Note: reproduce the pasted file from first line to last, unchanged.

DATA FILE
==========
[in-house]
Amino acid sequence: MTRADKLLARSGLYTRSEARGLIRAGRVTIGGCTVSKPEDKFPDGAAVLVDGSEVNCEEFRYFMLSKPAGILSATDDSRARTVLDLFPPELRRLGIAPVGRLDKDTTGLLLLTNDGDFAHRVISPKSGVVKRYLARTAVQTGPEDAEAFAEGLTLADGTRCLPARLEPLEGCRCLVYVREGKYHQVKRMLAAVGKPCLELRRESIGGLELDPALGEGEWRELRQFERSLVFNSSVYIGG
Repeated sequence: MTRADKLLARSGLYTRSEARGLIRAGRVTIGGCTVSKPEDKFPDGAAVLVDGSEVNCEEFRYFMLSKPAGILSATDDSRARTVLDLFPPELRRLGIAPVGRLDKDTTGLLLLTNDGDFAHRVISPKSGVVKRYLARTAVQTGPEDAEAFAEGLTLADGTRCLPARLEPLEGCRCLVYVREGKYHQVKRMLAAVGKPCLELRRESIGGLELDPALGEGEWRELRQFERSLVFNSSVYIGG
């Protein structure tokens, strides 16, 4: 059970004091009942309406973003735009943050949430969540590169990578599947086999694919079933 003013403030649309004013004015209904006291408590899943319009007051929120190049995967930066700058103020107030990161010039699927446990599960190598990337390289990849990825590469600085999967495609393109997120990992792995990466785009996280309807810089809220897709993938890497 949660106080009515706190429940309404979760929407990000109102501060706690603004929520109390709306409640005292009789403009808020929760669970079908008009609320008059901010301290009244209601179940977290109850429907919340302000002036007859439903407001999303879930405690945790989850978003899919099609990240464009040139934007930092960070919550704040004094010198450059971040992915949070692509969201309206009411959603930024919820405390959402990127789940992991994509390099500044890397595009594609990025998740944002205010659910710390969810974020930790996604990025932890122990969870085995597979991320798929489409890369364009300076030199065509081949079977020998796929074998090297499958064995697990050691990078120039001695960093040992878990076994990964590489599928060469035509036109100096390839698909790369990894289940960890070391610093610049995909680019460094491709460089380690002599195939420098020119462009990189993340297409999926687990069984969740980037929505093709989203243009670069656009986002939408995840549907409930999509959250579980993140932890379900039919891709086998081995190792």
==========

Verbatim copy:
[in-house]
Amino acid sequence: MTRADKLLARSGLYTRSEARGLIRAGRVTIGGCTVSKPEDKFPDGAAVLVDGSEVNCEEFRYFMLSKPAGILSATDDSRARTVLDLFPPELRRLGIAPVGRLDKDTTGLLLLTNDGDFAHRVISPKSGVVKRYLARTAVQTGPEDAEAFAEGLTLADGTRCLPARLEPLEGCRCLVYVREGKYHQVKRMLAAVGKPCLELRRESIGGLELDPALGEGEWRELRQFERSLVFNSSVYIGG
Repeated sequence: MTRADKLLARSGLYTRSEARGLIRAGRVTIGGCTVSKPEDKFPDGAAVLVDGSEVNCEEFRYFMLSKPAGILSATDDSRARTVLDLFPPELRRLGIAPVGRLDKDTTGLLLLTNDGDFAHRVISPKSGVVKRYLARTAVQTGPEDAEAFAEGLTLADGTRCLPARLEPLEGCRCLVYVREGKYHQVKRMLAAVGKPCLELRRESIGGLELDPALGEGEWRELRQFERSLVFNSSVYIGG
């Protein structure tokens, strides 16, 4: 059970004091009942309406973003735009943050949430969540590169990578599947086999694919079933 003013403030649309004013004015209904006291408590899943319009007051929120190049995967930066700058103020107030990161010039699927446990599960190598990337390289990849990825590469600085999967495609393109997120990992792995990466785009996280309807810089809220897709993938890497 949660106080009515706190429940309404979760929407990000109102501060706690603004929520109390709306409640005292009789403009808020929760669970079908008009609320008059901010301290009244209601179940977290109850429907919340302000002036007859439903407001999303879930405690945790989850978003899919099609990240464009040139934007930092960070919550704040004094010198450059971040992915949070692509969201309206009411959603930024919820405390959402990127789940992991994509390099500044890397595009594609990025998740944002205010659910710390969810974020930790996604990025932890122990969870085995597979991320798929489409890369364009300076030199065509081949079977020998796929074998090297499958064995697990050691990078120039001695960093040992878990076994990964590489599928060469035509036109100096390839698909790369990894289940960890070391610093610049995909680019460094491709460089380690002599195939420098020119462009990189993340297409999926687990069984969740980037929505093709989203243009670069656009986002939408995840549907409930999509959250579980993140932890379900039919891709086998081995190792």